The federal U.S. government could begin buying crude oil to refill the strategic petroleum reserve this fall, the President’s special coordinator for global infrastructure and energy security has said.
“I think as we get into the early fall, if prices are in the right place, we are still 100% committed to replenishing the SPR over a period of time,” Amos Hochstein said, as quoted by Bloomberg, in what appears to be the latest episode in a series of back-and-forth on the SPR’s refilling between the White House and the Department of Energy.
Last month, Hochstein had a different message about the SPR, saying the administration was in on rush to start buying, despite the dip in oil prices.
“We’ve seen a decline in oil prices, we’re seeing some crunch there,” Hochstein told Bloomberg TV at the time.
“We should take a deep breath and wait and see how this crisis right now impacts the oil and gas industry, production and what the profile is. So far prices have come down. We’re watching it very closely, we’ll continue to watch it over the next several days,” he also said in early March.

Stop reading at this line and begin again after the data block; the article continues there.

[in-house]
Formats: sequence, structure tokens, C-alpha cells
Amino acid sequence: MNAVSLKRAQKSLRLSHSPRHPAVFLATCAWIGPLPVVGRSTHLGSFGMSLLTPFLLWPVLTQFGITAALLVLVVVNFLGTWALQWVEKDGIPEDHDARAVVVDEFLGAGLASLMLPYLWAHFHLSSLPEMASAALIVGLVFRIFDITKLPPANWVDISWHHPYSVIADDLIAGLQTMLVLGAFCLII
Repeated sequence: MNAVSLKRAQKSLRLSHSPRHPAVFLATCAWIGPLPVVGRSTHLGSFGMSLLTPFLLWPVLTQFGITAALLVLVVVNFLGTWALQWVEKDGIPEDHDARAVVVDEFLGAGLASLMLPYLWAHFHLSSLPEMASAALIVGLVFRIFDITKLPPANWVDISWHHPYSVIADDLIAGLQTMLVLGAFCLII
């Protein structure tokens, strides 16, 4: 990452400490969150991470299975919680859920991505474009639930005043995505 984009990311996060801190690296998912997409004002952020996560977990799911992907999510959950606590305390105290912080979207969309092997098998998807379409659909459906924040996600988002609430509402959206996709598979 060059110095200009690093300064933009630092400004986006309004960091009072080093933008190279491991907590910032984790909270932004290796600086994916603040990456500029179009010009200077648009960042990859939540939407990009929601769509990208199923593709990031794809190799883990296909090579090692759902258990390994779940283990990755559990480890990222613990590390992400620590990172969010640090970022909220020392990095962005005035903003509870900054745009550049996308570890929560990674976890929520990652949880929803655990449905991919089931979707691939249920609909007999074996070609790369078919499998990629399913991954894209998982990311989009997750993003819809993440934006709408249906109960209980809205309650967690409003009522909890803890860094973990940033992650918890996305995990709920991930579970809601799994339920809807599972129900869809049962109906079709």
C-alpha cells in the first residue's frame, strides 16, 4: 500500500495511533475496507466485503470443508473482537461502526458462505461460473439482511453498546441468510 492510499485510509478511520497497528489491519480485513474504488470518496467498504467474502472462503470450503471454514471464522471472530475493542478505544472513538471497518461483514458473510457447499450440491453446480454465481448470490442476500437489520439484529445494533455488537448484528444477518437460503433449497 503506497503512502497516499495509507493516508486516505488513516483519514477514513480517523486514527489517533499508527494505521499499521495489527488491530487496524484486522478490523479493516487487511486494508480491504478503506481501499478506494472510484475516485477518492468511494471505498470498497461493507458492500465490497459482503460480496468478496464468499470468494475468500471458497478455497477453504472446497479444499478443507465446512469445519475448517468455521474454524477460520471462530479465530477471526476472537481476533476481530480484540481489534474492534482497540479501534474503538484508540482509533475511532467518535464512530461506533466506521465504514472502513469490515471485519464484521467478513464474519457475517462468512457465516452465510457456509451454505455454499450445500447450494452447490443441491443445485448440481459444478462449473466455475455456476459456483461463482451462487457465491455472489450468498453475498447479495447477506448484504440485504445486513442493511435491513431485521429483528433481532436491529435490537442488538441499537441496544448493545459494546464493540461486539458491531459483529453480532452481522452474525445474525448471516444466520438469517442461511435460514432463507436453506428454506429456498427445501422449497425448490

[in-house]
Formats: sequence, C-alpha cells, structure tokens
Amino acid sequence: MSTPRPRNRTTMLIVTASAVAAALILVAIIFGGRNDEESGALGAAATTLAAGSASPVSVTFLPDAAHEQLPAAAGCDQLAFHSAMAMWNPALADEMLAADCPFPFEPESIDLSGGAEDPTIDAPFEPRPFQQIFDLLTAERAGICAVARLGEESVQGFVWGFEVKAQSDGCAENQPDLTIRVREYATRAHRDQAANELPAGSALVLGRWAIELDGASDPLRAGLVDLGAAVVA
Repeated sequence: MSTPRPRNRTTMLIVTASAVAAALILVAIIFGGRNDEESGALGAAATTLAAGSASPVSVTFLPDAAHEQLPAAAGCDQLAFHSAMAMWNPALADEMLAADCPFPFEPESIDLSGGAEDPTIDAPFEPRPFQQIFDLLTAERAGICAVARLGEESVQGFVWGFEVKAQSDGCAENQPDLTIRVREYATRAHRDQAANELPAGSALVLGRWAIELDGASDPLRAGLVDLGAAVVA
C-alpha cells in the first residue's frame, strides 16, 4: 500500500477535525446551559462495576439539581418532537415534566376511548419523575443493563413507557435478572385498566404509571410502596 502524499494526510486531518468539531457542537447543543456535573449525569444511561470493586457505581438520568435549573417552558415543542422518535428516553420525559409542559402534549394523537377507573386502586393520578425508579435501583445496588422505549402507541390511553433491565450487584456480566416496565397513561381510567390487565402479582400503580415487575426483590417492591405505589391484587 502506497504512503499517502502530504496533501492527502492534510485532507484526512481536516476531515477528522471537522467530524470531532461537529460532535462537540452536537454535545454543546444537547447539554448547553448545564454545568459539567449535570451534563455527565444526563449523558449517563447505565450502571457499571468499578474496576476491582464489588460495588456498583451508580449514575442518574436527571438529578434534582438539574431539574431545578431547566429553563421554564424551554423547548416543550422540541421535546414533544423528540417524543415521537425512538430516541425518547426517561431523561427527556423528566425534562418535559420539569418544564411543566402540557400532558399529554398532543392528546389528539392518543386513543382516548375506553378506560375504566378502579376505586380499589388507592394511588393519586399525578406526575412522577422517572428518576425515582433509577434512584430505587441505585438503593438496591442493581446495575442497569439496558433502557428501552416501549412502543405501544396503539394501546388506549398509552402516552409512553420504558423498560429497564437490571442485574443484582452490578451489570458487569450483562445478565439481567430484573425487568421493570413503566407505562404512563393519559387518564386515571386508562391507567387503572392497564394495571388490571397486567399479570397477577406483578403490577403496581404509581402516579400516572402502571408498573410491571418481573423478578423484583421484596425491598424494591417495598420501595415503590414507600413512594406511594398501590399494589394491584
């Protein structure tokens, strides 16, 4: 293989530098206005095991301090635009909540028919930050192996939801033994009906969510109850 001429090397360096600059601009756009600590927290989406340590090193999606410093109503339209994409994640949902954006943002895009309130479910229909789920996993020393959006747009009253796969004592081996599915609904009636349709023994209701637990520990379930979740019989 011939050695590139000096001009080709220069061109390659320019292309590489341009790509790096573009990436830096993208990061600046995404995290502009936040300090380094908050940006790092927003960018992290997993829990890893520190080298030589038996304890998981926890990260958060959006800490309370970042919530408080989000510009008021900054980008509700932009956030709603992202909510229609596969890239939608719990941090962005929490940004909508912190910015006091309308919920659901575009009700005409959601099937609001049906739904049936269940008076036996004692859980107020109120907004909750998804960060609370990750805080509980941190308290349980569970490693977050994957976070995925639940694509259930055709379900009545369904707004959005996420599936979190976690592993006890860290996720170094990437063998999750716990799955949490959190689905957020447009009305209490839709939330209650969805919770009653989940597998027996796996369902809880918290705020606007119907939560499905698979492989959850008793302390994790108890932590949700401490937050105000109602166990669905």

Then, later the same month, Energy Secretary Jennifer Granholm said the refilling of the strategic petroleum reserve could begin later this year. This happened just days after she had suggested the refilling of the SPR could take years.
"We will begin that process this year but to refill the full amount is impossible to do in one year," Granholm said, as quoted by Reuters, noting that two storage sites for the SPR were undergoing maintenance, which has constrained their capacity.
In October of last year, the administration announced that it would repurchase crude oil for the reserve when prices were at or below about $67-$72 per barrel. The move would be dual purpose in that not only would it replenish the nation’s depleted reserves, but it would boost demand when prices were low instead of sending them into orbit at a time of regular prices.
Oil prices have been trending lower this week, heading back toward levels not seen since OPEC+ shocked markets with a major production cut.
By Charles Kennedy for Oilprice.com
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